ST. LOUIS - Winter doesn't officially start for more than a week. But tell that to the thousands of people who've had trouble starting their cars in the cold, or the people with frozen pipes in their homes.

According to AAA of Missouri, Monday was their busiest day of the cold weather season. More than 800 members called for help getting their cars started. That's double the call volume of a typical winter-like day. Extra crews have been scheduled this week to meet the high-call demand.

With temperatures expected to plunge into the single digits overnight, we've put together some tips to protect your health, home and car.


Here is a checklist from AAA for keeping your car running in cold temperatures.

Phil Linck, a service specialist with AAA, told us:

- Make sure your battery is in good condition, check the cables for corrosion, and make sure they're tight.

- Check your antifreeze quality and level. You should use a 50-50 mix of fluid and water.

- Check the quality and level of your windshield washer solvent, and check the wiper blades.

- Tire pressure: with decline in temperatures, tires will lose air pressure and may trigger monitor lights on your dashboard.

- Park in garage or under cover if possible.

- Consider taking your car to a service professional for winterizing.


There are several steps you can take to protect the pipes in your home from freezing.

We spoke with Marty McClimens, a plumbing instructor and master plumber with Plumber and Pipefitters Local 562.

Here's his checklist:

- Disconnect any hoses connected to any outside hose bins.

- If you have a fixture in your home that's on an exterior wall that has a history of freezing, let that faucet drip overnight.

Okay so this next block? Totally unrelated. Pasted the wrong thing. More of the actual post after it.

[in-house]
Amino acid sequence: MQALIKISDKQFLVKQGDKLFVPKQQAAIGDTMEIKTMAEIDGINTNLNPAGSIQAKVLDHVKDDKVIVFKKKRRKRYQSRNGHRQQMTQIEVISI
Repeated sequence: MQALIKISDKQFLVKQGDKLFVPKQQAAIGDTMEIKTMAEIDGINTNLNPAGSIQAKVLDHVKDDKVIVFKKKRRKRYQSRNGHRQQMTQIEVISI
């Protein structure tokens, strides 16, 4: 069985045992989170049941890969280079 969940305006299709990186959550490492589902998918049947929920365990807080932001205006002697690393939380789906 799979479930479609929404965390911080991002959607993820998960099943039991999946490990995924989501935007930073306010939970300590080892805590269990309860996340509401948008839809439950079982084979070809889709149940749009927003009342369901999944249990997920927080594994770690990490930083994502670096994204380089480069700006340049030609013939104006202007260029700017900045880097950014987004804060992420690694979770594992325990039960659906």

- Consider installing, or hiring a plumber to install, heat trace tape. This device looks like a tape, is wrapped around pipes, and plugs into the wall to prevent pipes from freezing.

- Expect to get less hot water out of your water heater. This is because the water entering the heater is so cold, it takes the heater longer to heat it.

- If a pipe in your home freezes, shut the water off to that pipe. If you can't isolate the fixture, shut off the main water valve to the house and call a plumber. Hairdryers are not effective for thawing frozen pipes, but heat trace tape can sometimes work.

Consider "exercising" the main water valve to your house by turning it on and off twice a year. That will prevent it from being difficult to turn when you do have to use it.

Make sure any plumber you hire is licensed and qualified to do work. They are all required to carry their credentials with them at all times, and show them to you when you ask.


The St. Louis Fire Department reminds everyone:

- Be mindful when using space heaters regardless of their fuel and power source.

- Alternative heating sources are a major concern and pose a risk of fire and carbon monoxide poisoning.

- Give space heaters space. Don't place them near furniture or draperies.

- Check extension cords for cracks and make sure they're not pinched behind furniture, under rugs or stretched.

- Make sure there is a working smoke detector on every floor.